Labour funds poised for comeback?

By Kate McCaffery | May 11, 2006 | Last updated on May 11, 2006
4 min read

Labour-sponsored funds are certainly not the most attractive investments these days, with languishing returns and the removal of their preferential tax treatment in Ontario, but industry watchers say there are better days ahead for the asset class.

At times in the past, labour funds were the rage among investors for their attractive tax benefits, designed to encourage venture investment. Clients making the maximum annual investment of $5,000 received a 15% credit from the federal government, plus up to another 15% depending on the province. Alberta, PEI, and Newfoundland don’t offer the additional credit and Ontario recently announced plans to phase it out by the end of the 2010 tax year.

Recently, the popularity of labour funds has plummeted with the sector’s relative and notable underperformance and a wave of active consolidation has taken hold as managers scramble to control costs.

“We have seen a lot of consolidation in the industry,” says David Fergusson, managing general partner at VenGrowth Funds. “It’ll end up being a three or four horse race. One of the challenges in the industry is that there are too many smaller funds out there that just don’t have the depth and experience and critical mass to be highly successful. The market will acknowledge that. We’re finding the fundraising is being concentrated into the hands of a few players.”

There are several forces at work contributing to the sector’s overall malaise. Primarily and fundamentally though, the way labour funds make money is currently at odds with stock market demand and conditions in the sectors that most labour funds operate in.

To make money, labour-sponsored fund managers invest heavily in private or public companies with growth potential, fewer than 500 employees and less than $50 million of total assets. Managers assume the associated liquidity risks — essentially locking money into the investments, and work to help develop the company to the point where managers can take it public and sell the shares on the open market or sell their stake in the company to another firm.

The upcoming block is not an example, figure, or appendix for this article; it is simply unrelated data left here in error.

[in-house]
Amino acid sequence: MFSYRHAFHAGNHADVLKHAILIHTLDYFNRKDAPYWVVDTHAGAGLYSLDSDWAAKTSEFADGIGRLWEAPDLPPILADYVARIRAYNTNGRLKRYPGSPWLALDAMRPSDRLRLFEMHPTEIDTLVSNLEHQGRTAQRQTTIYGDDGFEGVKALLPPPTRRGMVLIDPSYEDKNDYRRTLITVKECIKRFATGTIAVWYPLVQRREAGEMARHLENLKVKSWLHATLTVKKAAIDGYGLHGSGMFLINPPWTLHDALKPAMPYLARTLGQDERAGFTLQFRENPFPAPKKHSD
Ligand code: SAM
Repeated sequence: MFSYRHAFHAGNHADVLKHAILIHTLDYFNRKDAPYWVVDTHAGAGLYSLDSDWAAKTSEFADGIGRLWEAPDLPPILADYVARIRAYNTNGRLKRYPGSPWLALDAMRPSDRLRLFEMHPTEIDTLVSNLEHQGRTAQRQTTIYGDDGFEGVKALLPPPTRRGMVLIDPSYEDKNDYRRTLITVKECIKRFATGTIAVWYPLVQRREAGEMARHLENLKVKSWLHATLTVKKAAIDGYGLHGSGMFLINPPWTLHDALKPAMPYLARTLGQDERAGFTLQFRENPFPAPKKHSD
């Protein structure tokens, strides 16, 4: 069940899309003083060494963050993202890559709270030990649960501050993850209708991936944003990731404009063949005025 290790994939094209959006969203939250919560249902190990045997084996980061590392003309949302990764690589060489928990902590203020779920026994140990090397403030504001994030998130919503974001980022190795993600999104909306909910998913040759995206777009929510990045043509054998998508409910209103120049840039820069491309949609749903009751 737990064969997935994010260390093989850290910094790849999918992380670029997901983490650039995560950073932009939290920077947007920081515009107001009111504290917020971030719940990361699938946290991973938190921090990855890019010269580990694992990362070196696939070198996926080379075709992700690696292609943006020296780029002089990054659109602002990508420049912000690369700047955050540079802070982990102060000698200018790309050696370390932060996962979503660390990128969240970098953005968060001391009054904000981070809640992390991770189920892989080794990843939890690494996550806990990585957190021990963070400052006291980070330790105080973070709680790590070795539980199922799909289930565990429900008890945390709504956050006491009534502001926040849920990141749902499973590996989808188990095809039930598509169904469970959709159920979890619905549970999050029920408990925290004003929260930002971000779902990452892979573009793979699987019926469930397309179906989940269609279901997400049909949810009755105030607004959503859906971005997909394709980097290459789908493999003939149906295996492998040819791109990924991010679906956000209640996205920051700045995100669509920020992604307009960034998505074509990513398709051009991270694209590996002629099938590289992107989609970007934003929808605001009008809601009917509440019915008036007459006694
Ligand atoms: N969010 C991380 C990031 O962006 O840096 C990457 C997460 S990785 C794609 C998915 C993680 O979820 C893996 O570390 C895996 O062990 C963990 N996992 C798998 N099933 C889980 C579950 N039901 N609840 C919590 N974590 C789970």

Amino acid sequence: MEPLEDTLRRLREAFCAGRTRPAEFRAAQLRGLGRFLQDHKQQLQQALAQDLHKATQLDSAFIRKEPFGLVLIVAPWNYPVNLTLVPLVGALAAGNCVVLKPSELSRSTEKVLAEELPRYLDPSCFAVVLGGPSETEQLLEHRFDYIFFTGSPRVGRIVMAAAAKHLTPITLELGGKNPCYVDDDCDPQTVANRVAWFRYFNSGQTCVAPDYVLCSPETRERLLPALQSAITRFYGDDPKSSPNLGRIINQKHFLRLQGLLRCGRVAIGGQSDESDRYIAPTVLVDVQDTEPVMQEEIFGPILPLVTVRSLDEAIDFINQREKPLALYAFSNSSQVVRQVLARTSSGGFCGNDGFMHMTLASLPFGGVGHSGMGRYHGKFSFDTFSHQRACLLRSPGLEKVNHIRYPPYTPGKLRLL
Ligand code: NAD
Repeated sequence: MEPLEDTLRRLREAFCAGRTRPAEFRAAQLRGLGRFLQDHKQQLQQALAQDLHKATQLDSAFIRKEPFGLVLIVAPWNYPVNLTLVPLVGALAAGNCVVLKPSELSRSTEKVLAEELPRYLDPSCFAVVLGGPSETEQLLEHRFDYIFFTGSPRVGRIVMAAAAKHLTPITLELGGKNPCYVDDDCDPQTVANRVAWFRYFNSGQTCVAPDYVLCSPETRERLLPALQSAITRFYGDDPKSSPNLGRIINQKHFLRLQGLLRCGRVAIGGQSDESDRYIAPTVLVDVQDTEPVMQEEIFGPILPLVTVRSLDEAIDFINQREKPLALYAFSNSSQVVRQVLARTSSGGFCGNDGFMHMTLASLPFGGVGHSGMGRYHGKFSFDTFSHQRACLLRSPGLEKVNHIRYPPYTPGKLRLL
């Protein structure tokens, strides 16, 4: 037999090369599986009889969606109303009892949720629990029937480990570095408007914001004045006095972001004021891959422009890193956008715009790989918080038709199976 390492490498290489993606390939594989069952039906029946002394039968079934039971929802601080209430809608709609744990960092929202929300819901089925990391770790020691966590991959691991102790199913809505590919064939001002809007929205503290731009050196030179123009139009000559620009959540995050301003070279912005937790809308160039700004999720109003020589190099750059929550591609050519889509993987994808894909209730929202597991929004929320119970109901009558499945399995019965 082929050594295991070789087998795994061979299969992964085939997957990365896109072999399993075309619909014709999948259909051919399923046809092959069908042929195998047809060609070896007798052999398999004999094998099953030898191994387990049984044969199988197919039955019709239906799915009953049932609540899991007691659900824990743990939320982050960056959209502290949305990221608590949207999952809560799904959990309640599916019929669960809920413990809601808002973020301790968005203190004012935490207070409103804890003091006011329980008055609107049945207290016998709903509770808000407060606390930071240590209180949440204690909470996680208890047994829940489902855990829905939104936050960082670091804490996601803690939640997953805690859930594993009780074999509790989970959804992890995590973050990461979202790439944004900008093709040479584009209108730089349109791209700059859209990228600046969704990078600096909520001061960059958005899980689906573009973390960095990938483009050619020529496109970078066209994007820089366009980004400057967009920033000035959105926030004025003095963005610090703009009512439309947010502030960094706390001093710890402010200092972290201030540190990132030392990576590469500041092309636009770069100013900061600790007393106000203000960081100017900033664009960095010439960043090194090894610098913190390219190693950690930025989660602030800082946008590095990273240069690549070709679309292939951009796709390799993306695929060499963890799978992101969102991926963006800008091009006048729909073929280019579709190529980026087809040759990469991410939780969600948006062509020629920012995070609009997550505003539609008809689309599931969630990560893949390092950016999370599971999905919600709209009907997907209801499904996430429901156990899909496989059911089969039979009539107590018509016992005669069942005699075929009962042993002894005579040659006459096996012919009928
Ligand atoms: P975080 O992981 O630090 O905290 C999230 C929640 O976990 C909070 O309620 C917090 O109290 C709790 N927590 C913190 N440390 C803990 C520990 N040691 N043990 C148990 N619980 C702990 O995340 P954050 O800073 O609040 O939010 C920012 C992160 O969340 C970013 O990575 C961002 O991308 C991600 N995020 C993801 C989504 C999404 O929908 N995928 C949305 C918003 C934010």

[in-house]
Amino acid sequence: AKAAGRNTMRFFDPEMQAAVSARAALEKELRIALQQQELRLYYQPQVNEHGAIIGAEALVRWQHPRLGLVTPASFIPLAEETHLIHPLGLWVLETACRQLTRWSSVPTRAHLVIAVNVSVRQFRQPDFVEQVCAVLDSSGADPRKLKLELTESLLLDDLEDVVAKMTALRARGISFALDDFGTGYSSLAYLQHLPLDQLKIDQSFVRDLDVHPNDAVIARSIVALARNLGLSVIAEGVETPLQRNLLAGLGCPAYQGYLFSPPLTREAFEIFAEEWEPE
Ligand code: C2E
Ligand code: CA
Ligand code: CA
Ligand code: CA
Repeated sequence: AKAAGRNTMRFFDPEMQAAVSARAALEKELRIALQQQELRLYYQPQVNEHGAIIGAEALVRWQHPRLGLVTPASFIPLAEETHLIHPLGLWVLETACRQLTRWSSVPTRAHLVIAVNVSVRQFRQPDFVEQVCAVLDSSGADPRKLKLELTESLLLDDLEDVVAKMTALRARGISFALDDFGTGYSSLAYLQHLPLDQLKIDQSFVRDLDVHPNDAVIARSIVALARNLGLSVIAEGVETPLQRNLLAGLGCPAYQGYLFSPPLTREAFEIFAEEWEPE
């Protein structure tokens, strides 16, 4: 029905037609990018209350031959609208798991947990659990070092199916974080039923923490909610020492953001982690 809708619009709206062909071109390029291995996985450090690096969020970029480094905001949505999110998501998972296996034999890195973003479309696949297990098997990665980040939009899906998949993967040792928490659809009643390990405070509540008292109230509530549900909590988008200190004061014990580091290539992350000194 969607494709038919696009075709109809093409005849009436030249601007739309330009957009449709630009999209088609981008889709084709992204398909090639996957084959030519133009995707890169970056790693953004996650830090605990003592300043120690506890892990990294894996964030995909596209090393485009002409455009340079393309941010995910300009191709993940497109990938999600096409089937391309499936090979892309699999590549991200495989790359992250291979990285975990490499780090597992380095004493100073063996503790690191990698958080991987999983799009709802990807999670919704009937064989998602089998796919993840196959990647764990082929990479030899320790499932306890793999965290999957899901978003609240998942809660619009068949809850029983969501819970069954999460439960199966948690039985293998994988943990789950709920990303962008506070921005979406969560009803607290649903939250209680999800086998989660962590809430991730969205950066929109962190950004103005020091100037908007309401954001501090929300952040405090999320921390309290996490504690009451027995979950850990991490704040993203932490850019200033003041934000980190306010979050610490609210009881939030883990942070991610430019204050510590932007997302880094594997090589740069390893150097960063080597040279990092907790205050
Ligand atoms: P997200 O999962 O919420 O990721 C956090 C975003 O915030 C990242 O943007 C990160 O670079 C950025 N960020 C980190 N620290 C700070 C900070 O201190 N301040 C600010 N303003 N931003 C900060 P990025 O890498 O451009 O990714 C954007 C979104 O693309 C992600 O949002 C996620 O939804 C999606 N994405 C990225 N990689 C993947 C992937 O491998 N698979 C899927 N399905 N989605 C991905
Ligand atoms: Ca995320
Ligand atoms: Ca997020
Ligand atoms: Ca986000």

These “liquidity events” that managers strive for are what drive fund returns. Unfortunately for the sector however, virtually every IPO made in recent memory has been structured to cater to investors’ seemingly insatiable demand for income generating investments.

“The problem [for labour fund managers] is there hasn’t really been any significant opportunity to exit their private investments. That’s really where they get their returns. It’s an odd sort of pattern — you have losses for the first few years and then all of a sudden they get their run up at the end,” says Dan Hallett, president of research firm, Dan Hallett and Associates. “If you look at the list of IPOs, probably in the last five years, you’ll see the words ‘income fund’ in just about every listing.”

And although technology spending is turning around, Hallett says most companies are still in the process of cleaning house. “A lot of the tech companies, the big ones, have been nursing their wounds and clearing up their own businesses after what was probably one too many acquisitions. They have their own issues to deal with before they go out and spend money. They need to get their own businesses healthy again.”

Even though there is little demand for the products and performance has been lacklustre for the sector, at best, both Hallett and Fergusson say there are signs of life in the labour fund industry. “I definitely think there are better days ahead,” says Hallett.

Fergusson agrees. “The technology sector really lives and dies by industry spending. Spending is the catalyst, the reason why Cisco will do better or Nortel or Alcatel or Lucent. Once you have strong industry spending, then the larger companies tend to buy up the smaller venture backed businesses. That’s how we make our profit for our shareholders,” he says.

“The fortunes of the venture capital market are very much tied to the broader technology market. While we’ve been having progress with our companies, we’re not able to show those results because the IPO market for technology companies has been completely non-existent. Similarly, mergers and acquisitions by larger companies have completely fallen off by the wayside. M&As and IPOs are very cyclical.”

And even though the funds appear to be fighting headwinds, activity in the venture capital sector suggests that managers are still actively investing and pursuing business. According to the Canadian Venture Capital and Private Equity Association, venture capital investment activity rose 13% in the first quarter of 2006, compared to the first quarter of 2005. The association says the most significant boost occurred in the biopharmaceutical and life sciences sectors in Canada, with notable transactions taking place in Quebec and British Columbia. Total life science investment during the first quarter amounted to $139 million across Canada, more than triple the $37 million invested during the same period last year.

Managers are also diversifying, pursuing other opportunities and stepping outside of the technology and life science sectors. This week, both VentureLink LP and the Covington Group of Funds announced their moves to invest in NexGen Financial Limited Partnership, an independent financial services firm launched by former Mackenzie CEO, Jim Hunter.

“This asset class can and will stand on its own merits. We do it on the institutional side every day,” says Fergusson. “We have seen a lot of consolidation in the industry, but in five more years when the provincial tax credits are phased out, this asset class will still be there. Clearly, much more emphasis will be placed on performance. Which is as it should be.”

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Kate McCaffery